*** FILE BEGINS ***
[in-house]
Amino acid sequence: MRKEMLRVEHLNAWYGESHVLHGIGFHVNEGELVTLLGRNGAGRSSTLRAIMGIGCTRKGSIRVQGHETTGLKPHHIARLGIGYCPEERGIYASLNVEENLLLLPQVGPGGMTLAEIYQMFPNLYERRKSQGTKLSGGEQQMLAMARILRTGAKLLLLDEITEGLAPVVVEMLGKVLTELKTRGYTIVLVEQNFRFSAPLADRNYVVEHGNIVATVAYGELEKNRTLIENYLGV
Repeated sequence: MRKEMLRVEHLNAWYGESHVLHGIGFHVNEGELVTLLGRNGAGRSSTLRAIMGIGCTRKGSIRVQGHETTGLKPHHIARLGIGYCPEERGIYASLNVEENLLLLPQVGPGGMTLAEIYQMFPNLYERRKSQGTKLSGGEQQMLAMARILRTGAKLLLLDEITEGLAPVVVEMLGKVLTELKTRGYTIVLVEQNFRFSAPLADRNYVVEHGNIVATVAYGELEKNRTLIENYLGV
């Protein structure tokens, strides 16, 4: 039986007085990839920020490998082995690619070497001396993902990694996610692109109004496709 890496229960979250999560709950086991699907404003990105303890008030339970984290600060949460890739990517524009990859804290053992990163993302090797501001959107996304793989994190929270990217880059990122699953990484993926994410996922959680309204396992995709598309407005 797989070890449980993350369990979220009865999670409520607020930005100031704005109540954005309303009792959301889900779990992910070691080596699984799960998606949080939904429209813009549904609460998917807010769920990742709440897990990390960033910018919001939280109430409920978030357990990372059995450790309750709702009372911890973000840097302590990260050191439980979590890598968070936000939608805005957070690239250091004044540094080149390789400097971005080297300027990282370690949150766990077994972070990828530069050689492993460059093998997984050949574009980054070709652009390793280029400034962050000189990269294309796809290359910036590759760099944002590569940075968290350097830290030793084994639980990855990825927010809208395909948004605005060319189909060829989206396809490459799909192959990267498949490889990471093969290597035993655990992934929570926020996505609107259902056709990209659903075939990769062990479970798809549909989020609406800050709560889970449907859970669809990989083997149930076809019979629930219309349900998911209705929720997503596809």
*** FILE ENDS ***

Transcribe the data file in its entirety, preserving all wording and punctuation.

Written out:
[in-house]
Amino acid sequence: MRKEMLRVEHLNAWYGESHVLHGIGFHVNEGELVTLLGRNGAGRSSTLRAIMGIGCTRKGSIRVQGHETTGLKPHHIARLGIGYCPEERGIYASLNVEENLLLLPQVGPGGMTLAEIYQMFPNLYERRKSQGTKLSGGEQQMLAMARILRTGAKLLLLDEITEGLAPVVVEMLGKVLTELKTRGYTIVLVEQNFRFSAPLADRNYVVEHGNIVATVAYGELEKNRTLIENYLGV
Repeated sequence: MRKEMLRVEHLNAWYGESHVLHGIGFHVNEGELVTLLGRNGAGRSSTLRAIMGIGCTRKGSIRVQGHETTGLKPHHIARLGIGYCPEERGIYASLNVEENLLLLPQVGPGGMTLAEIYQMFPNLYERRKSQGTKLSGGEQQMLAMARILRTGAKLLLLDEITEGLAPVVVEMLGKVLTELKTRGYTIVLVEQNFRFSAPLADRNYVVEHGNIVATVAYGELEKNRTLIENYLGV
């Protein structure tokens, strides 16, 4: 039986007085990839920020490998082995690619070497001396993902990694996610692109109004496709 890496229960979250999560709950086991699907404003990105303890008030339970984290600060949460890739990517524009990859804290053992990163993302090797501001959107996304793989994190929270990217880059990122699953990484993926994410996922959680309204396992995709598309407005 797989070890449980993350369990979220009865999670409520607020930005100031704005109540954005309303009792959301889900779990992910070691080596699984799960998606949080939904429209813009549904609460998917807010769920990742709440897990990390960033910018919001939280109430409920978030357990990372059995450790309750709702009372911890973000840097302590990260050191439980979590890598968070936000939608805005957070690239250091004044540094080149390789400097971005080297300027990282370690949150766990077994972070990828530069050689492993460059093998997984050949574009980054070709652009390793280029400034962050000189990269294309796809290359910036590759760099944002590569940075968290350097830290030793084994639980990855990825927010809208395909948004605005060319189909060829989206396809490459799909192959990267498949490889990471093969290597035993655990992934929570926020996505609107259902056709990209659903075939990769062990479970798809549909989020609406800050709560889970449907859970669809990989083997149930076809019979629930219309349900998911209705929720997503596809």